• ANT14ANT14 Posts: 2,687
    Let's scroll back to the late 80's, when the Taurus was the #1 selling vehicle, mainly due to styling and it's V6 engines in a sea of 4 cylinder smaller econo-box Japanese competitors. Same with the early 90's, and it wasn't till Camry grew up a bit and offered a V6 that sales picked up and vaulted it to #1 sales crown off and on. IN it's previous generation, they continued to increase the size, and has won the sales crown with fellow Accord as well, which it too has undergone the same changes in the past decade, offering what more american consumer's want, space.

    Or who knows, maybe they'll keep the 6 as it is, and offer this Ford Futura clone as a Mazda9....
  • newcar31newcar31 Posts: 3,711
    I don't like the super-size idea either. Mcdonalds is phasing it out, so why does Mazda need to need to do it?

    At the rate that Toyota and Honda are supersizing their "midsize" cars, by 2010, the Camry is going to be bigger than a 75' Cadillac Deville.
  • baggs32baggs32 Posts: 3,229
    "Sharp car,but how can some of you compare the Mz6 to the Stang."

    I don't think any of us were comparing them. I'm passing on the Mazda6 because I've always wanted a Mustang and the next gen is too hard to resist. My original, and practical new father type, list was narrowed down to a Mazda3 s sedan, Mazda6 i or s sedan, or a 5-door SVT Focus.

    The decision to buy a Mustang was made even harder now that we have a three month old at home and really shouldn't be buying a two-door sports car according to the rules of society.

    I'm already bending over backwards to put him in the car seat which resides in the back seat of our 96 Civic coupe. It's not as bad as it sounds but I might as well have a great car that I love (I absolutely despise the Civic by the way) if I'm going to continue practicing the two-door twist. ;)
  • mazdafunmazdafun Posts: 2,329
    Amazing how even large mid-size cars can still feel small. I fit fine in the rear of the P5 but don't in the Accord, Camry or Altima, which I thought were big cars. I admit I don't sit there often, but it's one method I use to judge cabin space. At least I fit fine in their front seats, which I can't say for other "mid-size" vehicles, like the Lexus ES330.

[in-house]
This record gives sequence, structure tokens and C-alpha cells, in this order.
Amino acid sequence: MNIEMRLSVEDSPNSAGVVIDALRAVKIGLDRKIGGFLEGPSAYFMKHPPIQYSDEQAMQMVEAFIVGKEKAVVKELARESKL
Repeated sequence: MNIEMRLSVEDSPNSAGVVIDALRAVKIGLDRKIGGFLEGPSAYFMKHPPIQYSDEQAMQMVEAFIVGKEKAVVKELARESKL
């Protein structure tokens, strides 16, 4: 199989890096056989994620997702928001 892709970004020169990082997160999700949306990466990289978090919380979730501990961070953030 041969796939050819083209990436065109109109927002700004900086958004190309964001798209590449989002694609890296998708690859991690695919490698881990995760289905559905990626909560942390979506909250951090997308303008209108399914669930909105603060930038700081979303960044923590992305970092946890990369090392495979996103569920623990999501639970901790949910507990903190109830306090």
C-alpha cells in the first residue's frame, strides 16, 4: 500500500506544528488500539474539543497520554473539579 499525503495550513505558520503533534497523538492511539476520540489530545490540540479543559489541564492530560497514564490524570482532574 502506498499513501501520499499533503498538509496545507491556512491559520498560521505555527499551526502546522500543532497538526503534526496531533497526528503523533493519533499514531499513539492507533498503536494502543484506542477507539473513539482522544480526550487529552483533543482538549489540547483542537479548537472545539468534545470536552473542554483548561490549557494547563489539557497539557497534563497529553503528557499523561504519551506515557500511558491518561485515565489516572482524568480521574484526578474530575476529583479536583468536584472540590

Also, is it me, or is the new Altima (just released this year) a bit smaller-feeling inside than the last one (even in the front seat)? Maybe they made the interior trim a bit "puffier" when they "upgraded" them?
  • ANT14ANT14 Posts: 2,687
    "The decision to buy a Mustang was made even harder now that we have a three month old at home and really shouldn't be buying a two-door sports car according to the rules of society"

    Screw society, they don't pay your bills, only you are responsible for your fun and you only life to live. So if that is what your heart wants, go for it. Strap a babyseat to the backseat if you want :)

    "Also, is it me, or is the new Altima (just released this year) a bit smaller-feeling inside than the last one (even in the front seat)? Maybe they made the interior trim a bit "puffier" when they "upgraded" them? "

    Colors have a bit to do with that perception. It could be the dark plasti-wood appliques. I believe it's the upper center dash which is a bit higher and is contributing to that feeling.
  • meinradmeinrad Posts: 820

    If no one buys it, then there would never be 2nd year. Someone has to buy a first year car.
  • ANT14ANT14 Posts: 2,687
    Actually here's an insider secret... There's always a risk of having glitches on the first year runs, but many times manufacturer's will cheapen a car on it's 2nd, 3rd year (component quality wise). There's a few models built now that the quality of their 1st year were great, to later having them cheapened, and in turn might create other issues along the line.

    Some manufacturer's thinking on this is, starting the first year models out with better components/quality so the media doesn't hammer them and give them bad review's. Since most automotive reviews are written on the first model batch, this can lead to positive/negative perceptions for the next few years. Rarely will a 2nd year model be tested, (3rd in some cases), and it's usually not till the 3rd year, or (cosmetic touch-up) that they'll retest the same vehicle again.
  • baggs32baggs32 Posts: 3,229
    "Screw society, they don't pay your bills, only you are responsible for your fun and you only life to live. So if that is what your heart wants, go for it."

    That's the plan. It's funny to hear people gasp and see them smirk when I tell them what I'm buying next. Like it's somehow going to be bad for the kid or something.

    "Strap a babyseat to the backseat if you want :)"

    I might opt for the vert if I can swing the payments just to make that task a little easier when the weather permits. ;)
  • carguy58carguy58 Posts: 2,303
    New Car 31: Yeah I agree McDonalds's stopped super-size those combo meals so why the need to super-size cars?